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3

Found the Adafruit NeoPixel is the reason for the problem (or the way it is implemented above is not the best). Solved with the fastLED library as below: #include "FastLED.h" #define NUM_LEDS 128 #define DATA_PIN 14 #define BRIGHTNESS 10 CRGB leds[NUM_LEDS]; int delayval = 10; // delay for half a second boolean N0[8][8] PROGMEM = {{0,0,1,1,1,1,0,0}...


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When sending multiple bytes which together form a single message it is best to use a delimiter character and read the data until there. That way you don't run into timeouts and you can be sure, that the received data represents a full message. In the cases where the LEDs need 1s to react you are most likely sending less than 3 bytes, which causes the Serial....


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It's just a string of WS2812B LEDs that have been "bent" into a grid. You treat it exactly like any other WS2812B strip of LEDs. You have 256 LEDs, and as far as the Arduino is concerned, they are just in a line numbered 0-255. The "grid" arrangement is solely down to you to you to calculate. Fortunately 256, or 16x16, is very easy to ...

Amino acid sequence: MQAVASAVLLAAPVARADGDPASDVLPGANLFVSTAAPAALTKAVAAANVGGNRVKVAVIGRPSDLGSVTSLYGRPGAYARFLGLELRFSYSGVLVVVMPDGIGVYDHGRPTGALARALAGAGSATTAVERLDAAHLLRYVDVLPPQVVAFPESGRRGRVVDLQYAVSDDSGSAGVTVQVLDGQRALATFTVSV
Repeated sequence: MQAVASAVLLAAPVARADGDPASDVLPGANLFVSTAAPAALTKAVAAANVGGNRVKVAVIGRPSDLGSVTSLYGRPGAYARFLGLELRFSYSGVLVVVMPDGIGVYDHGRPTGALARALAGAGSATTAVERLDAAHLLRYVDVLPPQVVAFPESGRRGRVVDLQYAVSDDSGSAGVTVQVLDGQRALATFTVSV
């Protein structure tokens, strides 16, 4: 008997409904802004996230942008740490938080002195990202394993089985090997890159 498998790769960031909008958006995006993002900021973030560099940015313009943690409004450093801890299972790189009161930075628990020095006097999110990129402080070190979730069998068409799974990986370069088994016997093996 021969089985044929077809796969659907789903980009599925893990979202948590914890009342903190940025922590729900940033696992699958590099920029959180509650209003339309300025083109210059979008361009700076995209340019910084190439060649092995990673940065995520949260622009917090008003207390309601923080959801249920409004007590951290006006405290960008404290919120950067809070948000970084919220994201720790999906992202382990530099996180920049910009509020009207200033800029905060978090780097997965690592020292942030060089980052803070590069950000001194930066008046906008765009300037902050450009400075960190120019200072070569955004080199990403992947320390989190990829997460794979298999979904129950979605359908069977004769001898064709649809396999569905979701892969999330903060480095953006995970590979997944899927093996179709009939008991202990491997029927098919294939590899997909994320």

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This buildin LED is connected to an IO pin of the microcontroller on the Mega (most commonly pin 13, but might be different depending on the board). So the meaning depends on what the code on the Mega does with it. When the board is reset (which happens on opening of serial connection), first the bootloader will run. It gives you a short blink on the buildin ...


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On the Arduino UNO pins 0 and 1 are used for serial communications. That might not make a difference here, but it's probably a good idea to avoid them unless really needed.


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You're calling Serial.readBytes() when there may or may not be 3 bytes available. If there aren't 3, the call waits for them to arrive or for a timeout. That's the delay you are seeing. If you really want 3 bytes at a time, check whether there are 3 before you try to read them: if( Serial.available >= 3 ) len = Serial.readBytes(buf, 3); When the if ...


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Question is - do I have to have two power supplies? No, you can use one power supply for both. But you need to make sure, that the LED current is not flowing through the Arduino, since that can kill the Arduino. To do that, you need to connect the power supply to the LED driver and the Arduino in parallel. For example, lets assume you have bought a 5V ...


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The way you have it set up is fine if you aren't going to light up all the LEDs at full brightness. And if you do, you're not going to break your ESP32 Dev Board the way you have it set up in your diagram (since you are not running the power THROUGH the board). The LiPo battery probably has its own little regulator on it to prevent it from being damaged. ...


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